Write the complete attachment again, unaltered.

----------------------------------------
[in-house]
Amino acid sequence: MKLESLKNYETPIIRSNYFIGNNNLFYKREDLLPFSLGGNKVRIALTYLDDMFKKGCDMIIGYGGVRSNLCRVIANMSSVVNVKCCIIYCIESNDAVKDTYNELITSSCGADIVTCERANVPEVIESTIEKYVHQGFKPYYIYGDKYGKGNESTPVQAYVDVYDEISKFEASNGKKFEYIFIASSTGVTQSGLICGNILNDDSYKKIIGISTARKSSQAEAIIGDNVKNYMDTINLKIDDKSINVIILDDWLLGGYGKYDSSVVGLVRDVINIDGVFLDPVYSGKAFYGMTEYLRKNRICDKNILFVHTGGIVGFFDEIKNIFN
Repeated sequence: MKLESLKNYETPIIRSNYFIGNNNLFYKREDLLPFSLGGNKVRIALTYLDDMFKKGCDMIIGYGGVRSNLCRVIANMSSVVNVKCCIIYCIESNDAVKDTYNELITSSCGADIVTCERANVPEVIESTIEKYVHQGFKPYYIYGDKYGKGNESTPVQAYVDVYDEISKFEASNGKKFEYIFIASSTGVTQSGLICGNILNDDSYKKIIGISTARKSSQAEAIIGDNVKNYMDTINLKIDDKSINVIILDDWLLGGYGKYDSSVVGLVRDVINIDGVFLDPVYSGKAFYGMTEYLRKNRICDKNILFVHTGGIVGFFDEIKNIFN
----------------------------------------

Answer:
[in-house]
Amino acid sequence: MKLESLKNYETPIIRSNYFIGNNNLFYKREDLLPFSLGGNKVRIALTYLDDMFKKGCDMIIGYGGVRSNLCRVIANMSSVVNVKCCIIYCIESNDAVKDTYNELITSSCGADIVTCERANVPEVIESTIEKYVHQGFKPYYIYGDKYGKGNESTPVQAYVDVYDEISKFEASNGKKFEYIFIASSTGVTQSGLICGNILNDDSYKKIIGISTARKSSQAEAIIGDNVKNYMDTINLKIDDKSINVIILDDWLLGGYGKYDSSVVGLVRDVINIDGVFLDPVYSGKAFYGMTEYLRKNRICDKNILFVHTGGIVGFFDEIKNIFN
Repeated sequence: MKLESLKNYETPIIRSNYFIGNNNLFYKREDLLPFSLGGNKVRIALTYLDDMFKKGCDMIIGYGGVRSNLCRVIANMSSVVNVKCCIIYCIESNDAVKDTYNELITSSCGADIVTCERANVPEVIESTIEKYVHQGFKPYYIYGDKYGKGNESTPVQAYVDVYDEISKFEASNGKKFEYIFIASSTGVTQSGLICGNILNDDSYKKIIGISTARKSSQAEAIIGDNVKNYMDTINLKIDDKSINVIILDDWLLGGYGKYDSSVVGLVRDVINIDGVFLDPVYSGKAFYGMTEYLRKNRICDKNILFVHTGGIVGFFDEIKNIFN